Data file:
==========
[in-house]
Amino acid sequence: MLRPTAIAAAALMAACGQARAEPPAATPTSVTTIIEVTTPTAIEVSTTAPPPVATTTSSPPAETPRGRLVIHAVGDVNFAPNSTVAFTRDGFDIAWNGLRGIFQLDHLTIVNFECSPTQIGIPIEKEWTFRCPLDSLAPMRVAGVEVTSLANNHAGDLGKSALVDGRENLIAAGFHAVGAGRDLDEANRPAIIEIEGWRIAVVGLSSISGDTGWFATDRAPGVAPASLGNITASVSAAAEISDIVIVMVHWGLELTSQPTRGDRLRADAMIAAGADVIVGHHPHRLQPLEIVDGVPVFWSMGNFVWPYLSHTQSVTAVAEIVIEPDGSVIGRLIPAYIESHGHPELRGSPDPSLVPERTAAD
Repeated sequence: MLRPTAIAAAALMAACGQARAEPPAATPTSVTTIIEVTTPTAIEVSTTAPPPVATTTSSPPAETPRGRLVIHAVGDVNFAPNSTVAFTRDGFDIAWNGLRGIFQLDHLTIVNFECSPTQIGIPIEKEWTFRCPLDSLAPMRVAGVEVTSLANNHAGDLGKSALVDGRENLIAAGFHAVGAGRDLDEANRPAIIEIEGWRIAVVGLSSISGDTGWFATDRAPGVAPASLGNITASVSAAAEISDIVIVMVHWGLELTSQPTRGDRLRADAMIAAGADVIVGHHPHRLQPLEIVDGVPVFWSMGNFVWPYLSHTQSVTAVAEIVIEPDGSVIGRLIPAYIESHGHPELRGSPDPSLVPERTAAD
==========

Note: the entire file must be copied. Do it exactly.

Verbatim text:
[in-house]
Amino acid sequence: MLRPTAIAAAALMAACGQARAEPPAATPTSVTTIIEVTTPTAIEVSTTAPPPVATTTSSPPAETPRGRLVIHAVGDVNFAPNSTVAFTRDGFDIAWNGLRGIFQLDHLTIVNFECSPTQIGIPIEKEWTFRCPLDSLAPMRVAGVEVTSLANNHAGDLGKSALVDGRENLIAAGFHAVGAGRDLDEANRPAIIEIEGWRIAVVGLSSISGDTGWFATDRAPGVAPASLGNITASVSAAAEISDIVIVMVHWGLELTSQPTRGDRLRADAMIAAGADVIVGHHPHRLQPLEIVDGVPVFWSMGNFVWPYLSHTQSVTAVAEIVIEPDGSVIGRLIPAYIESHGHPELRGSPDPSLVPERTAAD
Repeated sequence: MLRPTAIAAAALMAACGQARAEPPAATPTSVTTIIEVTTPTAIEVSTTAPPPVATTTSSPPAETPRGRLVIHAVGDVNFAPNSTVAFTRDGFDIAWNGLRGIFQLDHLTIVNFECSPTQIGIPIEKEWTFRCPLDSLAPMRVAGVEVTSLANNHAGDLGKSALVDGRENLIAAGFHAVGAGRDLDEANRPAIIEIEGWRIAVVGLSSISGDTGWFATDRAPGVAPASLGNITASVSAAAEISDIVIVMVHWGLELTSQPTRGDRLRADAMIAAGADVIVGHHPHRLQPLEIVDGVPVFWSMGNFVWPYLSHTQSVTAVAEIVIEPDGSVIGRLIPAYIESHGHPELRGSPDPSLVPERTAAD